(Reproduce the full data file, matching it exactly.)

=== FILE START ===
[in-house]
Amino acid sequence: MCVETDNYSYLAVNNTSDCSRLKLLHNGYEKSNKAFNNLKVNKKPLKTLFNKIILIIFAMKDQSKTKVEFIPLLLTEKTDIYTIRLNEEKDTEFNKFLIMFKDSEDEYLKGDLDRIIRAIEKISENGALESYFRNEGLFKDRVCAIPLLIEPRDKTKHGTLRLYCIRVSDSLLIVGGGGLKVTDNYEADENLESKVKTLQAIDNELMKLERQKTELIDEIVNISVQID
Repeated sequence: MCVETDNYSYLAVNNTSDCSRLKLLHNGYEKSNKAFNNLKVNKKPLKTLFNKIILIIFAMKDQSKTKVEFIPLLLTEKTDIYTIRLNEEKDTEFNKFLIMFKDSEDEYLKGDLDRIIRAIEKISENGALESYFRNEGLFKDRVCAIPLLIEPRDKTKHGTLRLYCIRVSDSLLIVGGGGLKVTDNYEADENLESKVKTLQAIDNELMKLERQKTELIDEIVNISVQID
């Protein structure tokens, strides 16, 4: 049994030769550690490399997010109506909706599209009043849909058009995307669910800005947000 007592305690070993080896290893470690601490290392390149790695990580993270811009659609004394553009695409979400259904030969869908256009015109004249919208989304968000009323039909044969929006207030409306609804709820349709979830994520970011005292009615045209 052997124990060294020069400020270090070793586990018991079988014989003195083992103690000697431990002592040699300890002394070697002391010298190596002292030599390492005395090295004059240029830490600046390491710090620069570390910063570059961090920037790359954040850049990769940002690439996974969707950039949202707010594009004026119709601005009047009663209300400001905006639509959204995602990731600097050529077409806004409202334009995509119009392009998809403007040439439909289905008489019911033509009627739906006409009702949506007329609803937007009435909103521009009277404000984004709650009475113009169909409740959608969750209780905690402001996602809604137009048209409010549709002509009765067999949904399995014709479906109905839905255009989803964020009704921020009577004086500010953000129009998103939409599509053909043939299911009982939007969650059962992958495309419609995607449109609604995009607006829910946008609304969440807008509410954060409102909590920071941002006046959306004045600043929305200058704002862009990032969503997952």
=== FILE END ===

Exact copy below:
[in-house]
Amino acid sequence: MCVETDNYSYLAVNNTSDCSRLKLLHNGYEKSNKAFNNLKVNKKPLKTLFNKIILIIFAMKDQSKTKVEFIPLLLTEKTDIYTIRLNEEKDTEFNKFLIMFKDSEDEYLKGDLDRIIRAIEKISENGALESYFRNEGLFKDRVCAIPLLIEPRDKTKHGTLRLYCIRVSDSLLIVGGGGLKVTDNYEADENLESKVKTLQAIDNELMKLERQKTELIDEIVNISVQID
Repeated sequence: MCVETDNYSYLAVNNTSDCSRLKLLHNGYEKSNKAFNNLKVNKKPLKTLFNKIILIIFAMKDQSKTKVEFIPLLLTEKTDIYTIRLNEEKDTEFNKFLIMFKDSEDEYLKGDLDRIIRAIEKISENGALESYFRNEGLFKDRVCAIPLLIEPRDKTKHGTLRLYCIRVSDSLLIVGGGGLKVTDNYEADENLESKVKTLQAIDNELMKLERQKTELIDEIVNISVQID
């Protein structure tokens, strides 16, 4: 049994030769550690490399997010109506909706599209009043849909058009995307669910800005947000 007592305690070993080896290893470690601490290392390149790695990580993270811009659609004394553009695409979400259904030969869908256009015109004249919208989304968000009323039909044969929006207030409306609804709820349709979830994520970011005292009615045209 052997124990060294020069400020270090070793586990018991079988014989003195083992103690000697431990002592040699300890002394070697002391010298190596002292030599390492005395090295004059240029830490600046390491710090620069570390910063570059961090920037790359954040850049990769940002690439996974969707950039949202707010594009004026119709601005009047009663209300400001905006639509959204995602990731600097050529077409806004409202334009995509119009392009998809403007040439439909289905008489019911033509009627739906006409009702949506007329609803937007009435909103521009009277404000984004709650009475113009169909409740959608969750209780905690402001996602809604137009048209409010549709002509009765067999949904399995014709479906109905839905255009989803964020009704921020009577004086500010953000129009998103939409599509053909043939299911009982939007969650059962992958495309419609995607449109609604995009607006829910946008609304969440807008509410954060409102909590920071941002006046959306004045600043929305200058704002862009990032969503997952």